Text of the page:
Impressum | Copyright © Klaus Piontzik | |

German Version |

**6
- Derivation of the wavelength**

**6.1
- Conditions**

The basic condition after chapter 5.2 is that a whole number of oscillations fits once around the earth and thus forms a standing wave, as a steady state. In a first attempt counts to the surface: | ||

The wavelength corresponds
to a certain distance on the circumference of the earth.
In the following illustration 6.1 the situation is
illustrated for an oscillation. |
||

and | ||

If one looks
at this situation from the earth centre, a certain angle a can be assigned to every
oscillation. |
||

Then all together as a basis appears: | ||

For reasons
of the illustration a factor has remained unnoticed, in
the previous representation, which must be included now
in the consideration: the ball figure of the
earth.It must be still taken into consideration that the wave propagation linearly takes place, and
not along the curved earth surface. Hence, in the
consequence it requires a modification of the basic
equation. |
||

Illustration 6.1 - Wavelength and circumference |

**6.2
- The derivation**

After the Huygens
principle the points A, B,
C in Illustration 6.1, so the extreme
points, serve as source points of the
standing wave.Electromagnetic waves spread out spherically
from a point and if point B is the
starting point, corresponds the distance BDC = h
to the way of the wave. Because there is a steady state and it is enough to look the way of the wave from a source to the next source. |

The triangle MCD is right-angled in the point D and it counts: |

Change after lambda dash produces the corrected wavelength: |

**6.3
- The frequency equation**

The connection between wavelength and frequency is: |

With thus
arises the equation for the earth frequencies: |

c
stands for the speed of light, R for the radius of the earth, n n for the number of oscillationsBecause the earth is, however, no
perfect sphere, there to the poles flattened. Here exist
two radii: the |

Pole radius :
11,79 HertzEquator radius : 11,75 Hertz |

The appearing difference
may seem unimportant at first sight. However, in case of
farther consideration a significant difference arises. In
the next chapter 7 this will become still clearly
recognizable in the subject sferics.Remark: Nikolas Tesla declared at his time that the earth frequency lies near 12 hertz. |

**6.4
- A relation to the pole axis of the earth**

Another connection to the pole axis is given by the basic oscillation. If one declares for the first basic frequency the general solutions, these are: |

n |
f |
Pole
radius |
Equator
radius |

1 | 11,79 Hz | 11,75 Hz | |

2 | 16,674 Hz | 16,618 Hz | |

3 | 23,58 Hz | 23,5 Hz |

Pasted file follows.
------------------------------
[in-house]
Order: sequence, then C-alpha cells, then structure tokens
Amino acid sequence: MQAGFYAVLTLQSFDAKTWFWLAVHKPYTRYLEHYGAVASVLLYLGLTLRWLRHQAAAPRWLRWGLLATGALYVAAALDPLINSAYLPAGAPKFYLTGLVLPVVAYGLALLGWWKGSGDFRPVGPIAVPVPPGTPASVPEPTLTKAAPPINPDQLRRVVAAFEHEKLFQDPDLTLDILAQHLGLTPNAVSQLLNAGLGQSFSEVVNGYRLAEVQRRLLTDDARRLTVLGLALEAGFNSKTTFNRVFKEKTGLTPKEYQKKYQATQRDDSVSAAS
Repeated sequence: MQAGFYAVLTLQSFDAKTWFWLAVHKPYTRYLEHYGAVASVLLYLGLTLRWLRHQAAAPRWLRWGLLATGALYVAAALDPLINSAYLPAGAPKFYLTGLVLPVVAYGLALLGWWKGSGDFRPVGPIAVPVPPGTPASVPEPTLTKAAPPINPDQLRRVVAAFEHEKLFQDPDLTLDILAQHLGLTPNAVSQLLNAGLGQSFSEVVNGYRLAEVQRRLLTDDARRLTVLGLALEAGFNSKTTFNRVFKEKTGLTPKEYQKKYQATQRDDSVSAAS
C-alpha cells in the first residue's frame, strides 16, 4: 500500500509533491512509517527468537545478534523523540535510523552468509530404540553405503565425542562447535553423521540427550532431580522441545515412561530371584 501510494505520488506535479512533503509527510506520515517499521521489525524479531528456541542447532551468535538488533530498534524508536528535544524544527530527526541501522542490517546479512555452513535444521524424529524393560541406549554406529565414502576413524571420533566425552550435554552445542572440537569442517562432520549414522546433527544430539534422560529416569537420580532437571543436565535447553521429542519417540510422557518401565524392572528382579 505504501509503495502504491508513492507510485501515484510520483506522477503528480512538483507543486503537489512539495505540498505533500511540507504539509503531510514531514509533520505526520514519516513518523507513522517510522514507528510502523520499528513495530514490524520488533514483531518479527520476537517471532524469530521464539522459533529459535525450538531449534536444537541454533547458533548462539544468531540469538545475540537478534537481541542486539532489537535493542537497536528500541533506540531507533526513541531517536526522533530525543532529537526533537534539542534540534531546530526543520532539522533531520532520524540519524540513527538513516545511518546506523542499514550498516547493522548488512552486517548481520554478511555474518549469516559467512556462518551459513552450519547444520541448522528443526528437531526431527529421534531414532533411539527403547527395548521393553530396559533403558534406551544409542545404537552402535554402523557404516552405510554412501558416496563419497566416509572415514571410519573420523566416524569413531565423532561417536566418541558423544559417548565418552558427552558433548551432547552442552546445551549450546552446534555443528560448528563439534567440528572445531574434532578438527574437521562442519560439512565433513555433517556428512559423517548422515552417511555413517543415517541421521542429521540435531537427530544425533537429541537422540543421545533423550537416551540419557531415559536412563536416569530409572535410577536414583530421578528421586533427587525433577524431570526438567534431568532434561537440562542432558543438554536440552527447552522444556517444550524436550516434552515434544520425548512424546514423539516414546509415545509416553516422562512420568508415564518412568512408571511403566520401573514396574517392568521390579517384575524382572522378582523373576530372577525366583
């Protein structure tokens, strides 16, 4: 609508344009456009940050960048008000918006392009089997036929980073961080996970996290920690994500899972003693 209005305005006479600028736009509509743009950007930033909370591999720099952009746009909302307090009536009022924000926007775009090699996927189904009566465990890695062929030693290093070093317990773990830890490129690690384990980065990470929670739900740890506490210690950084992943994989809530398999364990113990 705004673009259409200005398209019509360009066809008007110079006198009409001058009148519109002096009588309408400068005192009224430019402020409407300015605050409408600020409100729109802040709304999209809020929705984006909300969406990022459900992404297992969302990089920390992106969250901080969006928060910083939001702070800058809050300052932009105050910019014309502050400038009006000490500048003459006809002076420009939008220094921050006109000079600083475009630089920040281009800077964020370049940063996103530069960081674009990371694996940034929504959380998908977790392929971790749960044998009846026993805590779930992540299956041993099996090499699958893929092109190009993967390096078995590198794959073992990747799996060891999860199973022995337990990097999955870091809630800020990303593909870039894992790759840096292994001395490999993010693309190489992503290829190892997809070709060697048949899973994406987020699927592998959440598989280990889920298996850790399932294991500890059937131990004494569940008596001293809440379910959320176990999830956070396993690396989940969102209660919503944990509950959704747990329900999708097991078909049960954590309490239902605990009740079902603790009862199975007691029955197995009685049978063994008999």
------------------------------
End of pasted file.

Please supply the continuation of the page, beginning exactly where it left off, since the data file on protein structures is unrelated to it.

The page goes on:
For n=1 the general equation for the
wavelength is: lambda = 4RAnd one receives
the identical result if a rod of the length of the Pole
axis freely swung at both ends. As well as in the following illustration
6.2 shown. |

Illustration 6.2 - Earth and basic oscillation |

Here the analogy is a
massive rod which both ends are free. If this rod is
moved now into oscillation, the basic oscillation
starting longitudinal flexural vibration corresponds to
the picture 6.2. (see also „Physik“ von Gerthsen, Kneser, Vogel – Kapitel 4.1.5) |

**6.5
- The frequencies of the earth**

If one puts successively for n the values
1,2.3 ... in the above equation for the frequency, the
basic frequencies of the earth arises. The following
table contains the first 30 frequency oriented on the
pole radius. |

n |
Pole
radius |

1 | 11,7903 Hz |

2 | 16,6740 Hz |

3 | 23,5806 Hz |

4 | 30,8095 Hz |

5 | 38,1542 Hz |

6 | 45,5542 Hz |

7 | 52,9850 Hz |

8 | 60,4350 Hz |

9 | 67,8975 Hz |

10 | 75,3688 Hz |

11 | 82,8465 Hz |

12 | 90,3289 Hz |

13 | 97,8149 Hz |

14 | 105,3038 Hz |

15 | 112,7949 Hz |

16 | 120,2880 Hz |

17 | 127,7825 Hz |

18 | 135,2783 Hz |

19 | 142,7752 Hz |

20 | 150,2730 Hz |

21 | 157,7715 Hz |

22 | 165,2708 Hz |

23 | 172,7706 Hz |

24 | 180,2709 Hz |

25 | 187,7717 Hz |

26 | 195,2729 Hz |

27 | 202,7744 Hz |

28 | 210,2762 Hz |

29 | 217,7784 Hz |

30 | 225,2807 Hz |

To this
basic frequency suitable harmonivs still appear, i.e. one
must form in addition only the integer multiples. (One calls harmonics as general integer multiples of an elective basic frequency) |

In the book the frequencies are still
declared which are oriented on the equator radius. |

**6.6
- A further derivation**

In the book the derivation is still declared for a farther frequency equation. |